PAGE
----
stuck on chewing gum
PHOTO: mahalie stackpole

Two dominant problems plague most digital workplaces at the moment: search and notifications. If we don’t get these right, the employee experience will always suffer.

Digital workplaces include many elements, such as communication, collaboration, finding and sharing, business applications, employee services and support for agile working. Although there are challenges specific to each element, the thing that almost no organization is tackling well is the integration between them — the glue that makes it a productive digital workplace rather than a collection of individual systems.

Integration Headaches

In IT when we’ve talked about integration in the past, there’s been a cyclical temptation to conclude that the only way to really do it is by bringing everything into a single platform. It’s the kind of naively over-ambitious thing only an idiot would try (I’ve tried several times). The alternative is many APIs to interface between disparate systems, which can be both slow and costly.

For sure, some platforms offer a multitude of tools, but in reality there is no clear cut-off point for when a platform should end. This means there will always be something that isn’t integrated, causing friction. Even Office 365, for all its breadth, doesn’t cover all bases — it’s very weak on employee self-service for example. It doesn’t even integrate all that well with itself (e.g. Yammer, Teams and SharePoint).

The only practical way to integrate is a much looser coupling — and that’s where search and notifications come in as a very flexible form of glue.

Related Article: Microsoft Is Sending Collaboration Loopy

Not Searching, But Finding

Search has enormous potential in the enterprise because it can span multiple systems well — if we let it. We usually use the term "search" because it is widely recognized, when we really mean finding things within the enterprise.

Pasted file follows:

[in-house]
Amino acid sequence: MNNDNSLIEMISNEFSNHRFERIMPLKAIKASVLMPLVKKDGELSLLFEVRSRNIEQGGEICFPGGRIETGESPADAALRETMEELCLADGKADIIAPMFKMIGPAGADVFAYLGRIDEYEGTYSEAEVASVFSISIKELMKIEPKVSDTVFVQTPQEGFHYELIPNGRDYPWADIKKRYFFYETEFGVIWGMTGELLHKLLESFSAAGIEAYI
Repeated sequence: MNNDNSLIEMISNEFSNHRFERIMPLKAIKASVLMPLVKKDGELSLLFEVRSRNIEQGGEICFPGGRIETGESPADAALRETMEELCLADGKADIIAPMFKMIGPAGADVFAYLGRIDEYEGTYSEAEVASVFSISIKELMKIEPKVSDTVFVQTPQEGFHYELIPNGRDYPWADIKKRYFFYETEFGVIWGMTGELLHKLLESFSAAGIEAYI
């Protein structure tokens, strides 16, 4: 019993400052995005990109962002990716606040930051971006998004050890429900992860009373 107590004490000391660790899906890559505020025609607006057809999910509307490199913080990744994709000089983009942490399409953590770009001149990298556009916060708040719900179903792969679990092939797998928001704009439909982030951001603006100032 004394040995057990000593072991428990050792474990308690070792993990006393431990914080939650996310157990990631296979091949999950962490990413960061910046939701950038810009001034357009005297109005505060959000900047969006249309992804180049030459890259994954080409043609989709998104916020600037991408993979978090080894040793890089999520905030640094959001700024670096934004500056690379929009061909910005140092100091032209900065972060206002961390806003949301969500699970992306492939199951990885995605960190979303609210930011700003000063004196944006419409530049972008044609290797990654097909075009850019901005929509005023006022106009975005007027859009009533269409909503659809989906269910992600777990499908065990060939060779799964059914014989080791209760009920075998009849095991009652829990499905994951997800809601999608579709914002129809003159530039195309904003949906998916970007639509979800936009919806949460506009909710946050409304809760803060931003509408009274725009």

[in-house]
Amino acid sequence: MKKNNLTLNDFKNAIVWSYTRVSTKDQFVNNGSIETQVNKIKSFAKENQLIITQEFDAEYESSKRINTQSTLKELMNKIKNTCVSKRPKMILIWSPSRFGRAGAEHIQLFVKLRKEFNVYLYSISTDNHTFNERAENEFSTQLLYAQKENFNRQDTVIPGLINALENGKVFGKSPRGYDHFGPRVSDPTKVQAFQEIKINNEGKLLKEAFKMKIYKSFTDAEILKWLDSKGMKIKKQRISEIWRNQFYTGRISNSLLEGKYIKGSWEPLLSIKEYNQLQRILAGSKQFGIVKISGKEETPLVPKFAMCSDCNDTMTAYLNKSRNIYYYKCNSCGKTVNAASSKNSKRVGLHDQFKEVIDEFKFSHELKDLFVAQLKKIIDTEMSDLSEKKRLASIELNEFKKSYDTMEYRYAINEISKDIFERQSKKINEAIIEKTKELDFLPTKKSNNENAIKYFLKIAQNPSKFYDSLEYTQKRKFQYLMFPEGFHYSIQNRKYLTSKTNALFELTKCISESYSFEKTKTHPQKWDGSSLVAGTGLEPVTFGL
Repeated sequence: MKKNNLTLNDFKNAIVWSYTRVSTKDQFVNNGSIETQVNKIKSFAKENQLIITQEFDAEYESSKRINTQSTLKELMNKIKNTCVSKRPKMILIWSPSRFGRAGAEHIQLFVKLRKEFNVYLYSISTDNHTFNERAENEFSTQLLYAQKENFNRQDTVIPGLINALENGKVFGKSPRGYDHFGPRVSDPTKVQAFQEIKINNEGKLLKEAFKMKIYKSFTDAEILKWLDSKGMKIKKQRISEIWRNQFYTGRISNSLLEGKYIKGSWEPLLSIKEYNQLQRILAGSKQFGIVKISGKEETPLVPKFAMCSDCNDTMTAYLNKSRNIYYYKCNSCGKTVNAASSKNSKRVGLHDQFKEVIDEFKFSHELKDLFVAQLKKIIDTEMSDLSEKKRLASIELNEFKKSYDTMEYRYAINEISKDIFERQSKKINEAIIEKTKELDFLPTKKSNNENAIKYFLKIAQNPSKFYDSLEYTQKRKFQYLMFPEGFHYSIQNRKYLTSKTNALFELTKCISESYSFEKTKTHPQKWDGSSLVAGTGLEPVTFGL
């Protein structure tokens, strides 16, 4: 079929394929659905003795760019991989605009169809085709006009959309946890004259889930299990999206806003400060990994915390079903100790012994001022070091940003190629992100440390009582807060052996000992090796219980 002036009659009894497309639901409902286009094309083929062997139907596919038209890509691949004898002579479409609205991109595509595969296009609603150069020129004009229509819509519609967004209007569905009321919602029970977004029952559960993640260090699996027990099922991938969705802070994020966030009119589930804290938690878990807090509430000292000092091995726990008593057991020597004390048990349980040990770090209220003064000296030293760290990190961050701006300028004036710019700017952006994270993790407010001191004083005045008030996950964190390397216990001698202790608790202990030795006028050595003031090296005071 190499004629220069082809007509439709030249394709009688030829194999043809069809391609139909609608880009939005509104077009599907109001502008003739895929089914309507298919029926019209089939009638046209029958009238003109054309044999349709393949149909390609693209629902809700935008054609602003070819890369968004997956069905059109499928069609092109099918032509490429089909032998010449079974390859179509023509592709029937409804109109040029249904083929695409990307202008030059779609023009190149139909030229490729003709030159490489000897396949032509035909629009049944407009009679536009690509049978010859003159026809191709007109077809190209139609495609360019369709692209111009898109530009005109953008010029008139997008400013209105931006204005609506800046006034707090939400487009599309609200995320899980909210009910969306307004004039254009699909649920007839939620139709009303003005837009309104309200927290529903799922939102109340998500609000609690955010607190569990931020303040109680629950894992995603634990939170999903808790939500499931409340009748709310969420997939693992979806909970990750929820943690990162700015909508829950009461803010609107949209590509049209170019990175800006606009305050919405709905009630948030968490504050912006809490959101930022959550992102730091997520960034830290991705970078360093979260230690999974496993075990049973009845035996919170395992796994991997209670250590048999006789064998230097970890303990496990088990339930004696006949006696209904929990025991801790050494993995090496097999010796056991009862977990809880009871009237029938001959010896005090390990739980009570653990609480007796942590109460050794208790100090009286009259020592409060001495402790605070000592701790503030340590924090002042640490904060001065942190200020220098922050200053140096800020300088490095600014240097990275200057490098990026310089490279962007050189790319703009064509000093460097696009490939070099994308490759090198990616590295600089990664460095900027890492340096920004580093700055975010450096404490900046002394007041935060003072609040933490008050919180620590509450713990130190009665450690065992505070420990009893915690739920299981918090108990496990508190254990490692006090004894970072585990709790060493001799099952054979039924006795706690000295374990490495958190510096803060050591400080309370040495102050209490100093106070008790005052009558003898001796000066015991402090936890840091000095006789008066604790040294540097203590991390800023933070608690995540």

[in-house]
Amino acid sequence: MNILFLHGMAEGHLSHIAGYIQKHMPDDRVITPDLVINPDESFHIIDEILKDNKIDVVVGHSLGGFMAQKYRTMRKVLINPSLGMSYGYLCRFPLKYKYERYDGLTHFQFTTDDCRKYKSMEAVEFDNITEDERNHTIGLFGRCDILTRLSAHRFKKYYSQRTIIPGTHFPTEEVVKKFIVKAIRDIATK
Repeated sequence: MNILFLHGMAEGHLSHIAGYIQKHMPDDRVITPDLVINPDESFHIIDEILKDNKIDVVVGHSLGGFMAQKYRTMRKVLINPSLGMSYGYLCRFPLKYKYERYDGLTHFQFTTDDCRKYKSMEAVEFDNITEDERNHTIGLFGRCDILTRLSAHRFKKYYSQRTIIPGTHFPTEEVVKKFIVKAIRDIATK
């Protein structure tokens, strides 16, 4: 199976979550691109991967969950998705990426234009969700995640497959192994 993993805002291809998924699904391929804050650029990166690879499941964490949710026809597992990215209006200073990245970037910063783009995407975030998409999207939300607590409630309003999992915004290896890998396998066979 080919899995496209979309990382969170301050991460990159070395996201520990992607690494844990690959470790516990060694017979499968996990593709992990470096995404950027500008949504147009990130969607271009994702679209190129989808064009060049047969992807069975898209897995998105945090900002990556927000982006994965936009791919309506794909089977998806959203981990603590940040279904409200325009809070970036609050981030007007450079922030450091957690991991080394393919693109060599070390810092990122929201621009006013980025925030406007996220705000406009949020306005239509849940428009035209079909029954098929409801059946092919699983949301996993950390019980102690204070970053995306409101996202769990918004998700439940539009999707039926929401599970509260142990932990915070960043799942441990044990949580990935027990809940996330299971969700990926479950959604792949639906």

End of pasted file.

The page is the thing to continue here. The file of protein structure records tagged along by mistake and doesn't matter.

Unfortunately, we often play a trick on users by putting a search box on an intranet labelled “search everything” when it isn’t really everything. Usually it is just all content stored on that CMS. Customer records in a CRM or contracts in a legal system are unlikely to be indexed, for example.

Finding goes much farther afield than a Google-type search box that returns a page of results. It may also involve browsing a page of benefits to see things the user had not considered; looking only within a policy library; collating every contract relating to a specific client; or trying to find the system to claim expenses rather than just documents about expenses.

A coherent digital workplace needs to support all of these kinds of finding across multiple systems. A system that doesn't support this makes it very hard to accomplish some of the use cases above, such as collation around a topic or even feeling confident that a better answer hasn’t been missed. Even finding things by navigating and browsing is hard if you want to be sure you’ve seen all options but feel they may be scattered across an HR system, intranet page and employee handbook document.

Related Article: When Improving Search Performance, Don't Follow the Clicks

Not Finding, But Doing

In nearly all of the cases above, the finding behavior is just an interim step to taking action. This is why digital workplace search needs to provide answers, not links.